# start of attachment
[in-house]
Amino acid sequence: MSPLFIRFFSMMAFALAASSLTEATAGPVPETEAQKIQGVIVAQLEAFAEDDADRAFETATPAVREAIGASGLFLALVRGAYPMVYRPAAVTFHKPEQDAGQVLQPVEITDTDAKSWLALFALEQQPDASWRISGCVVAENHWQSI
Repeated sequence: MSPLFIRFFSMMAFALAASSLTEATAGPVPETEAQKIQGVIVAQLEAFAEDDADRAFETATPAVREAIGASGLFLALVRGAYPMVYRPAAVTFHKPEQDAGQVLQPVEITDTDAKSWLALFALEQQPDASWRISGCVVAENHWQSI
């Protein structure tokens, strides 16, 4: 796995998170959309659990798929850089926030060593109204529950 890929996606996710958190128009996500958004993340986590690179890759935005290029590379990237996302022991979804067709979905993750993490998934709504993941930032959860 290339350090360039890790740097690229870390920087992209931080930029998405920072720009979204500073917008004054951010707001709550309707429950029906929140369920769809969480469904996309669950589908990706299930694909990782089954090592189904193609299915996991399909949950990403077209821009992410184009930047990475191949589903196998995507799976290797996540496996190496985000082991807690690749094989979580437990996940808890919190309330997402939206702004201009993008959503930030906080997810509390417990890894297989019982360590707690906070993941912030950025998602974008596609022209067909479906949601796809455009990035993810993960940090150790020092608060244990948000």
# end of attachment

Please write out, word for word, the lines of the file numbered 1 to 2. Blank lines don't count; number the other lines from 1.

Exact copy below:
[in-house]
Amino acid sequence: MSPLFIRFFSMMAFALAASSLTEATAGPVPETEAQKIQGVIVAQLEAFAEDDADRAFETATPAVREAIGASGLFLALVRGAYPMVYRPAAVTFHKPEQDAGQVLQPVEITDTDAKSWLALFALEQQPDASWRISGCVVAENHWQSI